I propose for the committee to possibly comprise of government agencies and oversight committees, such as the Elections Commission, Registrar of Societies, MACC, Institute of Integrity Malaysia and Legal Affairs Division (PMO), and civil society such as Transparency International-Malaysia, Bar Council, IDEAS and youth groups.
There should be a representative from all political parties, including BN and the Opposition. This committee will play a big role in providing what is currently needed – a regulation on political financing to ensure accountability and transparency in all political practice.

I am often disheartened to see the rallying call for transparency and accountability tarred, misrepresented and politicised, with the sole objective of dividing society for political mileage.

Stop the laying of conditions and staging roadblocks to stunt the process for change. Instead let us work together to institute the right framework for political reform to hold politicians and their parties accountable.

Now that the Prime Minister has made a public announcement over the intent, it is our responsibility to collectively push for the right recommendations on the transformation of political financing to the new committee.
In an ideal setting, parties should voluntarily practice regulation for political funding. Any party just has to come forward and commit to follow these three rules:

  1. Political donations must be transferred to the account of the political party
  2. All transactions must be receipted
  3. Accounts must be audited and information on the donation made accessible to public

However, if it is done on a voluntary basis, what are the consequences should unethical actions arise? The public demands the security of knowing there are hard rules and enforcement in political financing.

My answer – a bill should be passed in Parliament to ensure rules are strictly adhered. Those who contravene the process will be penalised by law for non-compliance.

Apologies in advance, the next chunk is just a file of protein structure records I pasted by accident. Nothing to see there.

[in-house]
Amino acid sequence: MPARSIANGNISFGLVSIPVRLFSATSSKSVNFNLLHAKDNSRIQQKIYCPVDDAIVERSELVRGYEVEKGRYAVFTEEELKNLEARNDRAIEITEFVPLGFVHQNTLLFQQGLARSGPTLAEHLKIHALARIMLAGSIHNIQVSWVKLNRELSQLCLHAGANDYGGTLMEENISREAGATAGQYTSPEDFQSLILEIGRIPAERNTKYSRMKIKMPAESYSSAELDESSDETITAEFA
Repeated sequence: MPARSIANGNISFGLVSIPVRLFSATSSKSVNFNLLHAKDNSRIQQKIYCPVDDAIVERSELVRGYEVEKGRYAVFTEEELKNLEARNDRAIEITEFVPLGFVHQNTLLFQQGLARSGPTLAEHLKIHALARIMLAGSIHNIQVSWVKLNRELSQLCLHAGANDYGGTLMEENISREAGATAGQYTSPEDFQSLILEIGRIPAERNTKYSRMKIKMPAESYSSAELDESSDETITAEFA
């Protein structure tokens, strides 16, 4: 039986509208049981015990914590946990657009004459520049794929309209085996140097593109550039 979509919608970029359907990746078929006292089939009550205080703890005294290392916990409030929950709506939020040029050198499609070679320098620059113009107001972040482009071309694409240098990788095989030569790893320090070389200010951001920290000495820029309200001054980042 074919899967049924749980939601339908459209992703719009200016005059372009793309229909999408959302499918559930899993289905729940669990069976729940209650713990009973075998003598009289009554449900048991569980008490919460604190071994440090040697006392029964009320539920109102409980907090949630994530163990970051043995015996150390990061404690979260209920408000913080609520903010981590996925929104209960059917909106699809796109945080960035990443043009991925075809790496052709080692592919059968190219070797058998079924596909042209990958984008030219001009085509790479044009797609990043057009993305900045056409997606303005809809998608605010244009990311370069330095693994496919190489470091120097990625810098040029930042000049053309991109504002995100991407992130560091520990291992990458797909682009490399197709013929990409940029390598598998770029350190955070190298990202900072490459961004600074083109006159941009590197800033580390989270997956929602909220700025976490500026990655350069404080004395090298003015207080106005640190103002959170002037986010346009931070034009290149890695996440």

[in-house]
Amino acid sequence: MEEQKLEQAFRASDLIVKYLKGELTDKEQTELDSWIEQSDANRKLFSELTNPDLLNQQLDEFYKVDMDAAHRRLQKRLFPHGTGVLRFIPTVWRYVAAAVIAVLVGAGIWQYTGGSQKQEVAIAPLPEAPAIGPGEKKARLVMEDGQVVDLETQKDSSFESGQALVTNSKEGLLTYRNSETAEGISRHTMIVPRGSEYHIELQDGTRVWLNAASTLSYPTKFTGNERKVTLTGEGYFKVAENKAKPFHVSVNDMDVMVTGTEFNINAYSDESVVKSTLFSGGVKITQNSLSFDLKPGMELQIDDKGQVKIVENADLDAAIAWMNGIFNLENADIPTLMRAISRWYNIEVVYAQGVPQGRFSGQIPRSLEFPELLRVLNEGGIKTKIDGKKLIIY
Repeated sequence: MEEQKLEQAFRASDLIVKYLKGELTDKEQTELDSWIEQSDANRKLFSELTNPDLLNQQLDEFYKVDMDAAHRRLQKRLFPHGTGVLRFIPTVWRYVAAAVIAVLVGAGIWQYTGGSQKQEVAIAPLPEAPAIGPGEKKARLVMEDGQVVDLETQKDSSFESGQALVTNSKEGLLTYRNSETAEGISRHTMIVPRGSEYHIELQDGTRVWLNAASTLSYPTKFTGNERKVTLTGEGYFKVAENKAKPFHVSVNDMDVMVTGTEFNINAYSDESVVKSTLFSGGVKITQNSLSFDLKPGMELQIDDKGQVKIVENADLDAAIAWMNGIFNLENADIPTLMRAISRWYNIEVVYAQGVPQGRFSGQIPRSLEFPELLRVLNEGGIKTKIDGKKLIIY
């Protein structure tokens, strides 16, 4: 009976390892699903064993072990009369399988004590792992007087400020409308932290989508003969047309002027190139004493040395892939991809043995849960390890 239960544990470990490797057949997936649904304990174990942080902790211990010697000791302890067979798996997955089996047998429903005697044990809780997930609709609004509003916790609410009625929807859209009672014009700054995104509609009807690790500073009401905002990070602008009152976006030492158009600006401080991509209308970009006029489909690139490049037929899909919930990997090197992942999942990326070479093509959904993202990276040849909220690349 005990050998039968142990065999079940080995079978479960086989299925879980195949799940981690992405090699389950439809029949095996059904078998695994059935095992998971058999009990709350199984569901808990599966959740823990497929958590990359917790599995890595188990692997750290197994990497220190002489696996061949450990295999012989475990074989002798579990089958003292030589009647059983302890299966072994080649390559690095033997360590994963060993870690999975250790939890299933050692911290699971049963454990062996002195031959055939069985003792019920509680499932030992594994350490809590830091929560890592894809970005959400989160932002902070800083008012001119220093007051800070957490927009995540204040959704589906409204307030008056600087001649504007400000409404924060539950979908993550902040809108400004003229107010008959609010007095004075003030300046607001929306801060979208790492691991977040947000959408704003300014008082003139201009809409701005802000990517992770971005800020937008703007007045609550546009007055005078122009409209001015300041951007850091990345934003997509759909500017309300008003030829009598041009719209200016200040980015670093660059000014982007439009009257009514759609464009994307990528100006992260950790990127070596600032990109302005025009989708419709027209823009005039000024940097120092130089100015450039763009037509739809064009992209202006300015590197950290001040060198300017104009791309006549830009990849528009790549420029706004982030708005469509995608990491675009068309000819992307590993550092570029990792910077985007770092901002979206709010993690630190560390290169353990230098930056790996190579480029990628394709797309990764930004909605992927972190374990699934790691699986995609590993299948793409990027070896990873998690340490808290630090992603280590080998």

We are at a crossroad and we can choose to straighten our moral compass. Civil society expects greater accountability from their leaders, and it starts first with fixing the politics of funding.

I believe political parties are able to gain greater political capital from this move. The path ahead is clear so my call is simple – just do it.

Throwing Down the Gauntlet

Political donations is the current hot topic. Bombarded on a daily basis especially the last few weeks with one sensational revelation after another, the Malaysian news landscape has become a battle zone of politics, politicking and cries of corruption. Trying to separate the wheat from the chaff on what is fact and what is fiction grows more impossible as an incendiary public bays for blood. Every twist and turn of every word and action is relentlessly belaboured and angry commentaries harangue shared spaces, be it social media or social gatherings.

‎I consulted a senior legal expert for clarification on a few points of law concerning the issue of political donations. Generally, it is not illegal for anyone to donate money to political parties. Secondly, there is no law in our country that makes it illegal to remit political donations either into a bank account of an individual or a political party. However, it is illegal when donations are directly linked to corruption. Public money is prohibited from being channelled to political parties.

Six years ago, under the Government Transformation Programme (GTP), we wanted to tackle the ‘grey’ nature of political funding. In our Corruption lab, we searched for successful examples of political donations so that these can be done without linkage to corruption or abuse of public funds. To increase transparency and accountability, the GTP Roadmap recommended the following proposals based on global best practices:

  1. Financial donations to political parties should be made under the names of party accounts rather than individual accounts to ensure transparency and individual integrity
  2. Donations must be receipted so it is clear who are the donors
  3. The accounts of the political parties and the donors must be audited and made available for public disclosure